At St. Philip's Academy, the walls not only talk, they teach.
So does the garden up on the roof – and it will nourish the city and the students.
The color-coded floors and coordinating wall graphics, exposed ductwork, standpipes and brickwork are the functional and design elements of the school’s new home at 342 Central Avenue in Newark, New Jersey. All have been devised to serve as teaching tools.
The independent K-8 school that prides itself on instilling a love of learning, intellectual curiosity and sense of duty to the community in its students moved into its new home at the start of the winter semester in January, according to a news release from the school.
School officials, trustees, staff and students welcomed visitors, including state and local officials, to the school on February 14 for a grand opening and guided tour of the structure.
"When we decided to take the next step, to create a 21st century school, I wanted the building itself to be a teaching tool, a living museum where the children could explore and learn beyond the traditional classroom," said Miguel Brito, Head of School for St. Philip's.
St. Philip's Academy, where all children are welcome regardless of their family's ability to pay tuition, was founded in 1988 by the dean of Trinity and St. Philip's Cathedral in the Diocese of Newark. It receives no direct financial support from the diocese.
Part of a larger factory complex constructed in 1920, which was used at one point as a chocolate factory, the building was abandoned in the 1970's. The school purchased it in 2004. The structure was gutted to its timber and masonry framework and refitted with new electrical and plumbing systems, new heating and cooling systems, new ductwork and drywalls. A 15,000 square-foot gymnasium was erected behind the 55,000 square-foot building.
The renovation and adaptive reuse of the old building was undertaken by the Morristown architectural office of Gensler. It is expected to qualify for a 2.1 Silver Certification as a Leadership in Energy and Environmental Design (LEED).
St. Philip's will be Newark's first LEED-certified structure and one of only two certified independent schools in New Jersey.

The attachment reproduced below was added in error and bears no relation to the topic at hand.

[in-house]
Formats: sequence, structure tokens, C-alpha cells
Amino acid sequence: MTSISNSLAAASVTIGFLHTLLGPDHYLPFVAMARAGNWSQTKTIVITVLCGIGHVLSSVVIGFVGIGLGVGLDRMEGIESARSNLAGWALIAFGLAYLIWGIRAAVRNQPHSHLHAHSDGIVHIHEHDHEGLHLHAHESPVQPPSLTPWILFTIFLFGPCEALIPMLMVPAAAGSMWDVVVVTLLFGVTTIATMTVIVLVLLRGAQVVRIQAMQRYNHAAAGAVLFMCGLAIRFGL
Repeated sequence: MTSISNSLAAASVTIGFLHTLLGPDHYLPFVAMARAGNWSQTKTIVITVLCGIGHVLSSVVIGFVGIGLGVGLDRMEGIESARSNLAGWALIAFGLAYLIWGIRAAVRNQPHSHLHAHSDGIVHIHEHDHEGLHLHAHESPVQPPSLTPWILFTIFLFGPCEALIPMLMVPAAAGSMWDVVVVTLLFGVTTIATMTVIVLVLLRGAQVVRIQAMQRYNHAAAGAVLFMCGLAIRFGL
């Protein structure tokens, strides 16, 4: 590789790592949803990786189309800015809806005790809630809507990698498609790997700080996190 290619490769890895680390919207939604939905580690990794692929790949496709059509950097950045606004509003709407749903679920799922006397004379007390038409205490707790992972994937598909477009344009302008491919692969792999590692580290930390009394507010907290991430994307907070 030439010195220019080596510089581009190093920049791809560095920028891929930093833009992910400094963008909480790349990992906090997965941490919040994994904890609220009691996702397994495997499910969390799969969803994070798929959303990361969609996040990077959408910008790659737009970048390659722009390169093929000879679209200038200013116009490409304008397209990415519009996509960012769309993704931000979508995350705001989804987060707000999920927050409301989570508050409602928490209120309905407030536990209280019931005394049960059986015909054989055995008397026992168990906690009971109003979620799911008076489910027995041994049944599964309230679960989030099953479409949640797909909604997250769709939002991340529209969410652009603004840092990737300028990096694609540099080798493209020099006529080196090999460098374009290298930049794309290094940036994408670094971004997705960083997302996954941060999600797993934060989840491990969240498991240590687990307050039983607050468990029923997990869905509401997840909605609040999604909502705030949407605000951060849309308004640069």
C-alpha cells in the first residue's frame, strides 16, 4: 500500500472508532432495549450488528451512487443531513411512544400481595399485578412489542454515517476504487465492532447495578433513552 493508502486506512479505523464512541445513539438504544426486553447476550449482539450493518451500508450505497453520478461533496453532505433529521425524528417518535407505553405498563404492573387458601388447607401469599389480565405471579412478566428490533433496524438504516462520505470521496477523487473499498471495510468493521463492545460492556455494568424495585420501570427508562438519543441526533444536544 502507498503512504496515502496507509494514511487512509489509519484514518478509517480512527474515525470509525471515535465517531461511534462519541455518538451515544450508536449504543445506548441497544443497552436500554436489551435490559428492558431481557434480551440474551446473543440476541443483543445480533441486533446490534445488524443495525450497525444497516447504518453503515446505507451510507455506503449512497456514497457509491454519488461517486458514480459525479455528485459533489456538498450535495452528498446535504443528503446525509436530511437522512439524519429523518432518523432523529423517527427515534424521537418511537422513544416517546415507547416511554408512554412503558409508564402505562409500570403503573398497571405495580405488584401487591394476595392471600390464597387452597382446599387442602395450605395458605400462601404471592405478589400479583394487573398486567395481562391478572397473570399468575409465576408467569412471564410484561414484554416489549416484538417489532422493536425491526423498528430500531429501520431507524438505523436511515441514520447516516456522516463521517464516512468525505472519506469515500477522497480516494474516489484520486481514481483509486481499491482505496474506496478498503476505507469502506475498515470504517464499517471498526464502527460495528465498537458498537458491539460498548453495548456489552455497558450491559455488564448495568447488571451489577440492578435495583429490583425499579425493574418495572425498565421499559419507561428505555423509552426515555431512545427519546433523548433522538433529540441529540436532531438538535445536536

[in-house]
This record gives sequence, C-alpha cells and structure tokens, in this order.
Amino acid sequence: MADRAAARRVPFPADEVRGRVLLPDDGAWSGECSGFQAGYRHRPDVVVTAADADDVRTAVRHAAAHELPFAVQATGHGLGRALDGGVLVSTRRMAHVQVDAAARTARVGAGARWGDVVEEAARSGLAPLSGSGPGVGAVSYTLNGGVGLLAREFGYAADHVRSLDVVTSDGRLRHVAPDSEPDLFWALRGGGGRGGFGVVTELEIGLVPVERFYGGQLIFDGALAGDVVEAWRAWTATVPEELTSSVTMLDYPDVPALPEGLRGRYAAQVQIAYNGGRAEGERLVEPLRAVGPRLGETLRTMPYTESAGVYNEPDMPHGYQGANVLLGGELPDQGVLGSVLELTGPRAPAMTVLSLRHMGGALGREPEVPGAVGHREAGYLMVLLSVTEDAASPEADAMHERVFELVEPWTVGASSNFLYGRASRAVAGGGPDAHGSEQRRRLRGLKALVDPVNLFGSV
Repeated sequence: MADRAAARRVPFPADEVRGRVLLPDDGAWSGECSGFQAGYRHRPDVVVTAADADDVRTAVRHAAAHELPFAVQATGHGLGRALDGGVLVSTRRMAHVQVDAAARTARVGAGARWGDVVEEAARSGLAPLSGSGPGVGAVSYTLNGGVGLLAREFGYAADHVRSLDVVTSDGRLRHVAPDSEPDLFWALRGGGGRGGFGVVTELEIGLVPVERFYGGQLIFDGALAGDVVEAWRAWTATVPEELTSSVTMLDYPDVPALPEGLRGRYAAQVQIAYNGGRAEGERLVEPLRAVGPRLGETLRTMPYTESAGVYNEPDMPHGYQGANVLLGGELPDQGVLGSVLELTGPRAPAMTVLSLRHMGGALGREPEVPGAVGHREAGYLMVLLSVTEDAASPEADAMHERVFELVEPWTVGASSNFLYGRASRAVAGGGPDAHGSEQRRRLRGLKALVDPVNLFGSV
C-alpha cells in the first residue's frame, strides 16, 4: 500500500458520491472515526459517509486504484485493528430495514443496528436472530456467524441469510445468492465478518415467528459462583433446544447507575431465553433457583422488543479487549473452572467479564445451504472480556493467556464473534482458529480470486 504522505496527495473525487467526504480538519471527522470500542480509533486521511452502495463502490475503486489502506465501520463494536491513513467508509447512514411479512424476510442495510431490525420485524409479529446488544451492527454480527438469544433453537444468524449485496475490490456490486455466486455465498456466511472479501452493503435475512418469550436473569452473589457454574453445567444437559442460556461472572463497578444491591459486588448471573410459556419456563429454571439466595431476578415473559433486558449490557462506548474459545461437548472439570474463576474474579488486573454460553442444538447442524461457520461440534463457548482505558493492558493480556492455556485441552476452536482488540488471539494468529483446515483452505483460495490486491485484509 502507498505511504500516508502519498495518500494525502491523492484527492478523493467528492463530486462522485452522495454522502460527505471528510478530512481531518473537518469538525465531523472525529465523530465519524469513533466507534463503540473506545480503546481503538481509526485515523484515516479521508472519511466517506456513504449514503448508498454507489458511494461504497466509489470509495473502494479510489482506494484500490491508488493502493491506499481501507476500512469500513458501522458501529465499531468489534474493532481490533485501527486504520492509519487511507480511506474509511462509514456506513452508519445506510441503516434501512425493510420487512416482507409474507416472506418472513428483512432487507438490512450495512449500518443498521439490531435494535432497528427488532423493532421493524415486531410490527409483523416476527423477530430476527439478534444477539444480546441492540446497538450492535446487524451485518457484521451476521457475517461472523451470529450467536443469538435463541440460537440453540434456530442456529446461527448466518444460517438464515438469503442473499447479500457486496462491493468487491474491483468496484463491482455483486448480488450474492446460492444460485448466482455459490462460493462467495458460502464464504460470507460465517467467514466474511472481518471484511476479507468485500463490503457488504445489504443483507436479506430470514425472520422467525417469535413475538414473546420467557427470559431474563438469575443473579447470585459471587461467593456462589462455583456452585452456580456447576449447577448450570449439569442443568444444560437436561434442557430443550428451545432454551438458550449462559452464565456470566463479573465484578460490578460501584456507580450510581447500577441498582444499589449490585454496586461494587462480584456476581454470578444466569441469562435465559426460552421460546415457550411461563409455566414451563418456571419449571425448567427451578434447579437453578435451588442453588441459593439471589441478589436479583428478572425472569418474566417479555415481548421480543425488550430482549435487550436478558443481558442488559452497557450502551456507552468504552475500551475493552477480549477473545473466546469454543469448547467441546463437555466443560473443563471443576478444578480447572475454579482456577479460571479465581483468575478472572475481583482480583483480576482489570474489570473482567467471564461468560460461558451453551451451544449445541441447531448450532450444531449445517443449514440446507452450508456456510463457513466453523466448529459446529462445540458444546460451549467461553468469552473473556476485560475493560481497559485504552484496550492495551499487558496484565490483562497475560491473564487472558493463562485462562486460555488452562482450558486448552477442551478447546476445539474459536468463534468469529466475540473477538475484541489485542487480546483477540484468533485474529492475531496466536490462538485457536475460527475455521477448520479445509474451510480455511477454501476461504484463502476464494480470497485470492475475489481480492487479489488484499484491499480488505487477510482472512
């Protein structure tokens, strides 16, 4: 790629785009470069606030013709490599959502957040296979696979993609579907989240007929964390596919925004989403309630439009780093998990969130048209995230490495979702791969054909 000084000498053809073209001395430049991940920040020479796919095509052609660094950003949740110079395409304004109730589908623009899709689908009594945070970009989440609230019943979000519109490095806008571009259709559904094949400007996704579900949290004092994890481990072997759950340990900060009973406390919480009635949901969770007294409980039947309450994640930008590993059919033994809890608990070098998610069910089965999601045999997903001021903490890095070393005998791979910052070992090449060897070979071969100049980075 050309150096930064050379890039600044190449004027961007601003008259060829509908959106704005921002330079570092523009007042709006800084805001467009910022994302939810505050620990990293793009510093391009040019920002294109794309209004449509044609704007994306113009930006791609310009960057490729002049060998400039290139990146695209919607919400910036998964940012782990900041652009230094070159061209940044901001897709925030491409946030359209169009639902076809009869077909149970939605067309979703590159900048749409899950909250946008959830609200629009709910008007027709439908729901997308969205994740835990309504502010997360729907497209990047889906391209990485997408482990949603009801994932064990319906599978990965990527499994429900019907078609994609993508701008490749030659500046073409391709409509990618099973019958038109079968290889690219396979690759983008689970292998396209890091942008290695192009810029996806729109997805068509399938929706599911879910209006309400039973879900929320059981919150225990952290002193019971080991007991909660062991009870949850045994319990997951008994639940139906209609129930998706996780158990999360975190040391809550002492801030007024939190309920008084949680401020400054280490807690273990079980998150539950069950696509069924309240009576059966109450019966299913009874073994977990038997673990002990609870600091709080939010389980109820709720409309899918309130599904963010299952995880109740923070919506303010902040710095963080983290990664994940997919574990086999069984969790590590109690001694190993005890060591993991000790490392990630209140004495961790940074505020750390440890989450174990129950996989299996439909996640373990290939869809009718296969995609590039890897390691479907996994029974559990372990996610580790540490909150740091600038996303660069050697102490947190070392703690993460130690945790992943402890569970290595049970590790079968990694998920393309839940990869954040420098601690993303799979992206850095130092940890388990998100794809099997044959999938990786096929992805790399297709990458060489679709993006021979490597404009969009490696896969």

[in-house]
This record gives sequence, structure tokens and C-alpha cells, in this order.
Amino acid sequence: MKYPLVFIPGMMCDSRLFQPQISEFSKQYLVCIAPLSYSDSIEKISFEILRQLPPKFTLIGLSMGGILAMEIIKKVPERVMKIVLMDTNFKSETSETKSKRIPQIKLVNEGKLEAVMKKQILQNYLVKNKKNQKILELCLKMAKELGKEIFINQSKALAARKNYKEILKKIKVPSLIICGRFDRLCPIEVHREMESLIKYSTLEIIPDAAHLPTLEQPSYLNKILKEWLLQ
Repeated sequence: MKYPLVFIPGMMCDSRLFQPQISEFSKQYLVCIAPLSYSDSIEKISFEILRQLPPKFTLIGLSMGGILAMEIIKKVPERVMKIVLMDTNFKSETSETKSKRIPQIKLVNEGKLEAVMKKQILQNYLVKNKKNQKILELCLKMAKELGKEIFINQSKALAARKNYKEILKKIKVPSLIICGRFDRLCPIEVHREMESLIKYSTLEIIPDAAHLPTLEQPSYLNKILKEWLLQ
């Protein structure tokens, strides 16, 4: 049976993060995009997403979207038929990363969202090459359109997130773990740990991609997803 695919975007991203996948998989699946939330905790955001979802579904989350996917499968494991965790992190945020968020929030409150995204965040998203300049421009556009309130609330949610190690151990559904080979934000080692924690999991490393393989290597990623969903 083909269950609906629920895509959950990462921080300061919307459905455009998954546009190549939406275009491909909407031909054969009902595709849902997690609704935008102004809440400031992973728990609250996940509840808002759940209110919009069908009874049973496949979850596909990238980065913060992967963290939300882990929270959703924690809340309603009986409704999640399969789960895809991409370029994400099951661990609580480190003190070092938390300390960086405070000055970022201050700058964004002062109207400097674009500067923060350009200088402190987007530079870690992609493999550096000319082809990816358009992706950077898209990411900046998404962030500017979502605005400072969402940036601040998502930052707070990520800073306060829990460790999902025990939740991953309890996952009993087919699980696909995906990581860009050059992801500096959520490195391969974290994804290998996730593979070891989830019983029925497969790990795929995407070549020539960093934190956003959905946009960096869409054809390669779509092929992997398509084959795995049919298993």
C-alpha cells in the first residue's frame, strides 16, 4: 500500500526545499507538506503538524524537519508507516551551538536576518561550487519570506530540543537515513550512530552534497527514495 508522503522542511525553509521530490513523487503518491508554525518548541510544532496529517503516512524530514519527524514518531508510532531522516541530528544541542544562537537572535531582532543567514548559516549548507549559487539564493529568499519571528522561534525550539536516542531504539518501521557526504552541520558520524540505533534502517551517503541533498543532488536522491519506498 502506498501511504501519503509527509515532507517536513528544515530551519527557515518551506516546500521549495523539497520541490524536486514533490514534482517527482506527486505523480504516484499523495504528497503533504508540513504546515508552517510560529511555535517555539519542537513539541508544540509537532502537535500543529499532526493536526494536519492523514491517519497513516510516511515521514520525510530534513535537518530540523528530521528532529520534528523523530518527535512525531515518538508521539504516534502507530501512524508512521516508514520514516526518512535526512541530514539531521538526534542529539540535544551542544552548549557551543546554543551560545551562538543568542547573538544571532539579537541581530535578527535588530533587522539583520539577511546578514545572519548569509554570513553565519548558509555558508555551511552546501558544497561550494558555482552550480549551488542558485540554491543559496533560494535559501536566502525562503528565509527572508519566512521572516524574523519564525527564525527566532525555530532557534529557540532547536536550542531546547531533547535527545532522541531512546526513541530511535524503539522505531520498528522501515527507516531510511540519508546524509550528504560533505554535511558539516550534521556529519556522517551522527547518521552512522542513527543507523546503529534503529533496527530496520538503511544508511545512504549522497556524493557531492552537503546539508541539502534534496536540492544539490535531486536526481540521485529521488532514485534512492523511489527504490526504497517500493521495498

"This building represents one of the largest private investments in inner-city elementary education in the history of the United States," Brito said, explaining the cost of the school was roughly $22 million. "In developing this new complex we have created something special for our children, their families and the community."
"We're all so excited about moving in," said Solana Davis, 13, of East Orange, president of the St. Philip's Academy student council. "We all love the bright colors, we love how big it is and we love the rooftop garden."
"As a 21st century school, we must take on broader responsibilities and acknowledge the concept that strong schools can be a primary agent in improving the quality of life and safety of a neighborhood," Brito said. "Lower-income and minority children disproportionately suffer from poor indoor air quality and related problems in conventional schools. A LEED school building creates an opportunity to improve the health and educational settings for all students, regardless of income or background."
David C. Farrand, president of the St. Philip's Academy board of trustees, believes the building will enhance the school's curriculum. He noted that the visible mechanical equipment for the heating and cooling systems allows students to see how they work. Exposed beams, trusses and columns provide tangible demonstrations of the principles of geometry, physics, and design.
St. Philip's has already changed its new neighborhood. One of the features added to the building is a glass curtain wall on the west end that is illuminated along the edges throughout the day and night. This "Lantern" is symbolic of the light of optimism and opportunity St. Philip's shines into the community.
Gensler preserved many of the building's features, from the warm red-brick façade and terra cotta frieze to the massive interior support timbers.
The gym's rooftop garden, dubbed the "Outdoor Environmental Center," reduces storm water run-off. Trees planted on the roof help shade the school and reduce solar gain inside the building.
The fresh herbs and vegetables grown by students in the garden will be prepared for breakfast and lunch in the cafeteria. Food waste will be converted into compost to nourish the soil of the rooftop garden – demonstrating sustainability and underlining the school's new health and wellness campaign.
"When we realized that childhood obesity, high blood pressure and adult- onset diabetes plague our community, we decided it was time for the school to take a stand," Brito said. "To educate our children properly, we must deliver resources to the children, their families, the community and the city."